Green with glass

Green with glass
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First Published: Tue, Apr 21 2009. 10 28 PM IST

 Thinking design: (top) The reliance on artificial lighting is reduced substantially because courtyards help increase natural light levels on every floor; (bottom) The entry of light is carefully regu
Thinking design: (top) The reliance on artificial lighting is reduced substantially because courtyards help increase natural light levels on every floor; (bottom) The entry of light is carefully regu
Updated: Tue, Apr 21 2009. 10 28 PM IST
Modern workplaces run the risk of being energy-inefficient. The most common design for a contemporary office building is a sealed box with a glass-and-metal façade which traps heat, necessitates high air-conditioning loads and requires the use of blinds and artificial lighting.
Thinking design: (top) The reliance on artificial lighting is reduced substantially because courtyards help increase natural light levels on every floor; (bottom) The entry of light is carefully regulated in the reception area so that the need for artificial lighting and air conditioning is reduced. Photographs courtesy Morphogenesis
The corporate headquarters of Apollo Tyres in Gurgaon, designed by New Delhi-based architectural firm Morphogenesis, is one of the earliest examples of an iconic modern office where environment-friendly features have been integrated into the building’s design and construction. Sonali Rastogi, co-director of Morphogenesis, shares the secrets of keeping Apollo green:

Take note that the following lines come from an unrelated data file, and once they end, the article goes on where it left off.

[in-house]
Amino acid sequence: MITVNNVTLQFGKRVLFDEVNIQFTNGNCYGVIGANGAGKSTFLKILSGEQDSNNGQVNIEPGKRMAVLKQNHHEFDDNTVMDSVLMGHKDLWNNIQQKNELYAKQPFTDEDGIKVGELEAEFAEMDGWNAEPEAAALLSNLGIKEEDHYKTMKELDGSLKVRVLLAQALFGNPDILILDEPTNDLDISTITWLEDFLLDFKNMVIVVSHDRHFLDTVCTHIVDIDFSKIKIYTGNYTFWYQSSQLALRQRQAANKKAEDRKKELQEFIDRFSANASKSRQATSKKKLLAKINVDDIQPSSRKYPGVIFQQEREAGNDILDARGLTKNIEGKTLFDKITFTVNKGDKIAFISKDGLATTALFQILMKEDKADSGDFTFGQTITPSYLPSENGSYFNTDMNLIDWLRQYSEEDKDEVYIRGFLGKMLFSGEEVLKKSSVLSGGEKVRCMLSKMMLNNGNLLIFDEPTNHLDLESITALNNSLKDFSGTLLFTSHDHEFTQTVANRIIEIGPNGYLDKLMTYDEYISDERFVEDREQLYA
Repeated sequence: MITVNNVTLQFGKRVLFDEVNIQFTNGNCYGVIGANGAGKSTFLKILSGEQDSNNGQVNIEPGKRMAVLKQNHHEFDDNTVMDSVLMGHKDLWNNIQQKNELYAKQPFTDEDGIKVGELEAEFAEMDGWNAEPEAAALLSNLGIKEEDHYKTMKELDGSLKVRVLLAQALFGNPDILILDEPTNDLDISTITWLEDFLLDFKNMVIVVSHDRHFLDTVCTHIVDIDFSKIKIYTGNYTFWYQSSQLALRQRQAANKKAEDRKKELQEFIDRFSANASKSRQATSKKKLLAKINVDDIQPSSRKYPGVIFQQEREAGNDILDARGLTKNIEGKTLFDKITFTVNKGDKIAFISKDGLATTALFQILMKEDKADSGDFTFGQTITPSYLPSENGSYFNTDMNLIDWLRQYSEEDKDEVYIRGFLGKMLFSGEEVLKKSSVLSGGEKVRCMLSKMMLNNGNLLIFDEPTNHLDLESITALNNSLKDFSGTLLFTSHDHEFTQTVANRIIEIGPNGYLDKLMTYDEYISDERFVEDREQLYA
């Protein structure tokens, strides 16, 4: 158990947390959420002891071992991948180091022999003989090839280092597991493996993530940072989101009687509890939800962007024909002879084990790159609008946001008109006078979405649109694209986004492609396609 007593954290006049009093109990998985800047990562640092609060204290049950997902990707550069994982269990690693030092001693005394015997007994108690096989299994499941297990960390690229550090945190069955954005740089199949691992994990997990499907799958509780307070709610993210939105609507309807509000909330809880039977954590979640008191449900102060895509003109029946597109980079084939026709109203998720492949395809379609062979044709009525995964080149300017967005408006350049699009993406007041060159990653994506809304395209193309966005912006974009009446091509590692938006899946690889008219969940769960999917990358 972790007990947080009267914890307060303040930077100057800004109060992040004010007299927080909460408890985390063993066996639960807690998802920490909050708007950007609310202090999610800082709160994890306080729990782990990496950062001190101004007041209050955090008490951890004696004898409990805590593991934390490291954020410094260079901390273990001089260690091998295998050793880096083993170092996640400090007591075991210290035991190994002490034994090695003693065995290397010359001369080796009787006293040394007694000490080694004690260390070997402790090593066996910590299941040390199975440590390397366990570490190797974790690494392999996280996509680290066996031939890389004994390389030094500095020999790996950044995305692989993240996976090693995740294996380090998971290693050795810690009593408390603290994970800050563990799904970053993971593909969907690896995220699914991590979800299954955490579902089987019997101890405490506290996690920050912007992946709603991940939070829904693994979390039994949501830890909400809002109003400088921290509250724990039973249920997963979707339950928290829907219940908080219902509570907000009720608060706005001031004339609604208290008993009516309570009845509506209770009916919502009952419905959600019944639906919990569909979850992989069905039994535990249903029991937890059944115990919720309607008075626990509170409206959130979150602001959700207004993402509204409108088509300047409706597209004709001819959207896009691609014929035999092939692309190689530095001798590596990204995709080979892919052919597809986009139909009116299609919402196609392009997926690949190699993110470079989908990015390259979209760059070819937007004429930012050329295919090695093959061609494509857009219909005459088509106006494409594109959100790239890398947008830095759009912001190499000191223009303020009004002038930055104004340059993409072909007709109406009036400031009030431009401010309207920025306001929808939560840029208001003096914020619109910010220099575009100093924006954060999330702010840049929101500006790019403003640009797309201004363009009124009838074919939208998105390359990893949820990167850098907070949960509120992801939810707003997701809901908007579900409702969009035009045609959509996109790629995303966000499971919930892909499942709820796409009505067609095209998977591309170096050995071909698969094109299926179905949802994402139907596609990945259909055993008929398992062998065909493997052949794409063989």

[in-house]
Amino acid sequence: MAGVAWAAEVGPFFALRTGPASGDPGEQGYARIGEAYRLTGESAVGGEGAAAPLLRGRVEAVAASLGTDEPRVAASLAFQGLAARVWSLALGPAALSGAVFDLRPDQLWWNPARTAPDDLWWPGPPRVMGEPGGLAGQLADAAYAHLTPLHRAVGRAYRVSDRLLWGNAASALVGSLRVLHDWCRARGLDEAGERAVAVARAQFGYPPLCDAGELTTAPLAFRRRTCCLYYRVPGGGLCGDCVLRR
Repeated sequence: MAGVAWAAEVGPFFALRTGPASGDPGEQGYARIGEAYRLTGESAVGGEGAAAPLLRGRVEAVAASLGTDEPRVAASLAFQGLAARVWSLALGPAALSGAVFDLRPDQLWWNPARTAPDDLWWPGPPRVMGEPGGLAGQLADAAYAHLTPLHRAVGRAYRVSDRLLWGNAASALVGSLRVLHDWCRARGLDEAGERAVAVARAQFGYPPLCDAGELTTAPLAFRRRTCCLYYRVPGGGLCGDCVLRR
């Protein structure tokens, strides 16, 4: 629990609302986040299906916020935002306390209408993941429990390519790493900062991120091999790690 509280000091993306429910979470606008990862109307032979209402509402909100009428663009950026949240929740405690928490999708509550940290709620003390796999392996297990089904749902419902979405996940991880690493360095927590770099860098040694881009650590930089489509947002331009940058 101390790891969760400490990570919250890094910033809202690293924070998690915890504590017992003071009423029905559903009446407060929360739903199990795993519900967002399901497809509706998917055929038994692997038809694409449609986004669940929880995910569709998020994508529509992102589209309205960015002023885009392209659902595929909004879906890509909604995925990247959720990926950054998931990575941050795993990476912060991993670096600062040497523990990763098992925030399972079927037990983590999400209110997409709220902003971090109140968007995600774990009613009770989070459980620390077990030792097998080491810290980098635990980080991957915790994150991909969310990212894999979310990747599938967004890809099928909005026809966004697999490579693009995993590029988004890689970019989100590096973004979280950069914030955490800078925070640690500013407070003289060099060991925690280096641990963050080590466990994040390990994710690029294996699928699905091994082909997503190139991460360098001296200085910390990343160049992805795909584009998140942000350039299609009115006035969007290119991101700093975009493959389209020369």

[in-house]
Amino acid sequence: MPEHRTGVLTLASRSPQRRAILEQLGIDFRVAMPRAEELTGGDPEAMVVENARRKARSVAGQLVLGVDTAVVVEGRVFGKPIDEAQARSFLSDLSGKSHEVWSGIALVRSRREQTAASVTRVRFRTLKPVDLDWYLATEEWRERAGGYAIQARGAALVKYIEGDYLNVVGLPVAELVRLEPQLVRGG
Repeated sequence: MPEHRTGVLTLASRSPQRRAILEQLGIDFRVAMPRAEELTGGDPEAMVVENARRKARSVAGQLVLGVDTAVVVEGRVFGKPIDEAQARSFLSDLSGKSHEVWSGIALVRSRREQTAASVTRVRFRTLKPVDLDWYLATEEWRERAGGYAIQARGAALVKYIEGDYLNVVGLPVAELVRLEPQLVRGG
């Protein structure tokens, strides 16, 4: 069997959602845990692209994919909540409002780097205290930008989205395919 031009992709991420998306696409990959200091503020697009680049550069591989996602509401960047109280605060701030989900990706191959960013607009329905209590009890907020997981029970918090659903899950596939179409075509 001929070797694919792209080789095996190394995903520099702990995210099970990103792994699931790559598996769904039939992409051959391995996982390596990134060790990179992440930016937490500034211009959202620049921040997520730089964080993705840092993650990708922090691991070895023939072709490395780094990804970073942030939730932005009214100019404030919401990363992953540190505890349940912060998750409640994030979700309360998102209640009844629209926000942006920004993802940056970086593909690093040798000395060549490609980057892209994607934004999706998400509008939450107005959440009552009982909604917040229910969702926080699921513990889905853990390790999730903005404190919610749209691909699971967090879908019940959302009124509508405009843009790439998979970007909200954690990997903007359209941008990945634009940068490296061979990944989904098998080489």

• The building is designed as a series of bands or “striations”, as the architects put it, and is not a long, solid, uniform shape, thus allowing the architects to manage the entry of light into the building. The striations ensure that all occupants of the building receive enough daylight to make artificial lighting unnecessary: No one is ever further than 7m from a window.
• Internal and external courtyards are used to maximize the use of natural light and keep the building cool, a traditional technique of building design interpreted in a modern setting.
• The walls have cavities to capture the heat, not releasing it into the building, another traditional technique to keep a building cool—resulting in a more efficient air-conditioning system. One tonne of air-conditioning capacity is usually needed to cool 150 sq. ft of floor space in a conventional office building. At the Apollo headquarters, that one tonne can cool 250 sq. ft.
• Terraced gardens also insulate the interiors: The soil and green cover retain moisture, absorb heat and help to keep the building cool.
•Modern materials have been used strategically to prevent the building from overheating. The “skin” of the building has two layers made of aluminium and glass. Where there is too much glare, the aluminium surface shades the glass surface, providing protection from the sun and keeping the glare out, but still allowing enough natural light into the building.
Also See The Energy-effecient Plan (PDF)
• The company invested in modern building management systems to link the use of services to actual human occupancy. Lights, ACs and voice and data networks are set in standby mode when the building is not occupied and are activated in various areas as people come in, depending on the number of occupants, thus minimizing power costs.
• All water in the building is recycled. Sewage water is treated and used for air-conditioning systems and horticulture. Rainwater is harvested.
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First Published: Tue, Apr 21 2009. 10 28 PM IST